Ms Bailey has toured every business centre in Trinity Mirror's huge stable of local and regional newspapers, travelling up and down the country. She has spoken to not just the top managers, but, in bigger gatherings, to some 4,000 of the company's 11,500 employees.

She has not just concentrated on the high-profile parts of the business. She believes the company must get the basics right, before it can progress. That means tackling printing, procurement and the supply chain.

"The company hadn't previously got the fundamental principles right," she says. Ms Bailey's arrival from a consumer magazine publisher led some to suppose that these less glamorous parts of the business would not be of great interest to her. However, it is clear she has spent a great deal of time and energy focusing on these dry matters.

"For the first time, this company is looking, holistically, at the supply chain. It just hadn't been done before," she says.

Ms Bailey, 42, worked her way up in the media industry and has acquired not only a sound grasp of the commercial side of the business but also an acute sense of what makes good editorial product.

She ended up in media more by accident than design. After leaving her south London Church of England grammar school, she drifted between different jobs, including a spell as a shop assistant, in a phase in her life that was about having fun, rather than a career.

Then, in 1984, she saw an advertisement for a sales position at The Guardian and got the job. She had discovered her vocation. She moved on to The Independent three years later but it was at IPC, which she joined in 1989, that her career really took off. Starting in sales again, she was then made managing director of the publisher's key television listings magazines. By 1999 she was the chief executive and led a management buyout. Sshe sold the business at a big profit to Time Warner just two years later.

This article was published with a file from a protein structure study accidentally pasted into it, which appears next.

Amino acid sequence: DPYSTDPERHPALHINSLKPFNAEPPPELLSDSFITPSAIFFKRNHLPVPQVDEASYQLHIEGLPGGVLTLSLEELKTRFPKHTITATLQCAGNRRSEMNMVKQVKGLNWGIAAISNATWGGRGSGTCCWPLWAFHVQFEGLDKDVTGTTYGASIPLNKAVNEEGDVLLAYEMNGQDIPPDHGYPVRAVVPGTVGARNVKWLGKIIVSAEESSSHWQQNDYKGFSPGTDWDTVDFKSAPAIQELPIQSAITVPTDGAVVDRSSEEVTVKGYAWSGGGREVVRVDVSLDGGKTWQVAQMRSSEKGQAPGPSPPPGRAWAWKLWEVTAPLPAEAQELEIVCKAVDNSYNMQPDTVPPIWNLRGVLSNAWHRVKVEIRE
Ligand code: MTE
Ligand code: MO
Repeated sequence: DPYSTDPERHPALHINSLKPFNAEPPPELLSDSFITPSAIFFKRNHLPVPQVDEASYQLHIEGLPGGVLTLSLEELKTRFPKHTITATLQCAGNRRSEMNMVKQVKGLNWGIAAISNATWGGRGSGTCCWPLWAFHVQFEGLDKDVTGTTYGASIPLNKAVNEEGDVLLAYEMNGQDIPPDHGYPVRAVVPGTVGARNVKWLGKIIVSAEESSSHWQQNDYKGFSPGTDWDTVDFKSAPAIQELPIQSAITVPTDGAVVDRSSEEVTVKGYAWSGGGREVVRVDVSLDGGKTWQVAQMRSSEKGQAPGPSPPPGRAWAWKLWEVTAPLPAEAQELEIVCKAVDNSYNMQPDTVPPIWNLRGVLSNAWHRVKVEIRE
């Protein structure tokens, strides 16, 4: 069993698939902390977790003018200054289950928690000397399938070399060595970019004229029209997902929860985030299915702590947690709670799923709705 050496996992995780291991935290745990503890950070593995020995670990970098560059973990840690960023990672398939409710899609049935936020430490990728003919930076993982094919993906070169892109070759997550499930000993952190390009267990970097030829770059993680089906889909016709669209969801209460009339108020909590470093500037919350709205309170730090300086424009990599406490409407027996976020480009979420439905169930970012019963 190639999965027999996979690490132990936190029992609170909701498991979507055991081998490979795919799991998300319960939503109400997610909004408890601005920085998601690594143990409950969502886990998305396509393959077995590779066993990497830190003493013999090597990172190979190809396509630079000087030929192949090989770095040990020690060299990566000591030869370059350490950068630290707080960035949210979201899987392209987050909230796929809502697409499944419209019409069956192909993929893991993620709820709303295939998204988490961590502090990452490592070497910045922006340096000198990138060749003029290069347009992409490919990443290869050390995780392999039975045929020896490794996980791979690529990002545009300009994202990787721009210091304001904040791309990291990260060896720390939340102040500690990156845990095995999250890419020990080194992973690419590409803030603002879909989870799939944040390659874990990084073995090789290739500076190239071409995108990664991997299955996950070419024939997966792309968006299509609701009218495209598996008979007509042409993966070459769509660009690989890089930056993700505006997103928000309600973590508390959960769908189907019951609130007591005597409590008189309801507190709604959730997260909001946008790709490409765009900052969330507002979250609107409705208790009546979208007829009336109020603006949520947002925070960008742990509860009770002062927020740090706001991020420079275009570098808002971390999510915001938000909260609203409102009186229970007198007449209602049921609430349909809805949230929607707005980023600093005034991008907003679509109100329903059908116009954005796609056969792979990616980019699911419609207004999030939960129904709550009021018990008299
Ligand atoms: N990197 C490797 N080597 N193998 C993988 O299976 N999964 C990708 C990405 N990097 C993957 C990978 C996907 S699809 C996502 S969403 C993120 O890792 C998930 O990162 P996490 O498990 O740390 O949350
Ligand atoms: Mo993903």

Her magazine experience has shone through at Trinity Mirror. Most obviously she has taken direct control of the national papers and reorientated the Daily Mirror, the flagship title. Piers Morgan, the Mirror's editor, had tried to take the title upmarket and make it more serious. But she has brought it back to populist journalism - what she calls "seriously good tabloid journalism". Piers Morgan reports directly to her.

Ms Bailey denies that it is all her idea and that it is only the result of work with focus groups. "We have concentrated very hard on the stickiness of the [ Mirror] newspaper and the positioning is now broadly right. We have done this partly through research but we are not editing this newspaper by research, by focus groups."

She has made the editors of the national papers engage face-to-face with groups of readers on a quarterly basis. "This is not about what I thought. It is what the readers thought. I'm not always right," she says.

Not only has she ended the Mirror's price war with The Sun, but from next week, the price of the Mirror will increase3p to 35p, making it 5p more expensive than The Sun.

The price rise will not help the Mirror's sliding circulation, which dropped below 2 million for the first time last year. However, the entire newspaper market is in long-term decline and she says "the important thing is to maintain market share."

Ms Bailey believes that by giving readers more of what they want and providing a differentiated product (new magazine supplements have been launched) the nationals can raise cover prices - that is also the strategy with the local papers.

An ability to make decisions quickly, see them carried out, and deft management of people are the strengths that are singled out by people who have seen her operate. A revolution is underway at Trinity Mirror.